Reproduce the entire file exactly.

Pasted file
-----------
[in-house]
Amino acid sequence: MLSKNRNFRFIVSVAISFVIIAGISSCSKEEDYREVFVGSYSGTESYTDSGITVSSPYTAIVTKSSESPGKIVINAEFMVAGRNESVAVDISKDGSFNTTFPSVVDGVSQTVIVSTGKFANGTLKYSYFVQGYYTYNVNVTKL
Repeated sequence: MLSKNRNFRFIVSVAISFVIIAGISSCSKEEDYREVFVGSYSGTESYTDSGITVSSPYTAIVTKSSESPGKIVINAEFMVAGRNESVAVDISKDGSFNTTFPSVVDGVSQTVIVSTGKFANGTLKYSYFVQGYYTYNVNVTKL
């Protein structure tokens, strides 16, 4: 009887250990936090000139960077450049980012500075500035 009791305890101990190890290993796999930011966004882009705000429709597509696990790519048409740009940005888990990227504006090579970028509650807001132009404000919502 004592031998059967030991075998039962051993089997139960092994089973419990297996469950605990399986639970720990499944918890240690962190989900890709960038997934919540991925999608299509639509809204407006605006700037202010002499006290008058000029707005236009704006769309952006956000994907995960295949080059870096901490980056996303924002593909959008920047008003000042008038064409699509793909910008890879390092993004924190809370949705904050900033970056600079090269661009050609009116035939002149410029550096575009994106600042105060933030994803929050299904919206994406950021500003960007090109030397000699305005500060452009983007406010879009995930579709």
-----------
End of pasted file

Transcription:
[in-house]
Amino acid sequence: MLSKNRNFRFIVSVAISFVIIAGISSCSKEEDYREVFVGSYSGTESYTDSGITVSSPYTAIVTKSSESPGKIVINAEFMVAGRNESVAVDISKDGSFNTTFPSVVDGVSQTVIVSTGKFANGTLKYSYFVQGYYTYNVNVTKL
Repeated sequence: MLSKNRNFRFIVSVAISFVIIAGISSCSKEEDYREVFVGSYSGTESYTDSGITVSSPYTAIVTKSSESPGKIVINAEFMVAGRNESVAVDISKDGSFNTTFPSVVDGVSQTVIVSTGKFANGTLKYSYFVQGYYTYNVNVTKL
């Protein structure tokens, strides 16, 4: 009887250990936090000139960077450049980012500075500035 009791305890101990190890290993796999930011966004882009705000429709597509696990790519048409740009940005888990990227504006090579970028509650807001132009404000919502 004592031998059967030991075998039962051993089997139960092994089973419990297996469950605990399986639970720990499944918890240690962190989900890709960038997934919540991925999608299509639509809204407006605006700037202010002499006290008058000029707005236009704006769309952006956000994907995960295949080059870096901490980056996303924002593909959008920047008003000042008038064409699509793909910008890879390092993004924190809370949705904050900033970056600079090269661009050609009116035939002149410029550096575009994106600042105060933030994803929050299904919206994406950021500003960007090109030397000699305005500060452009983007406010879009995930579709």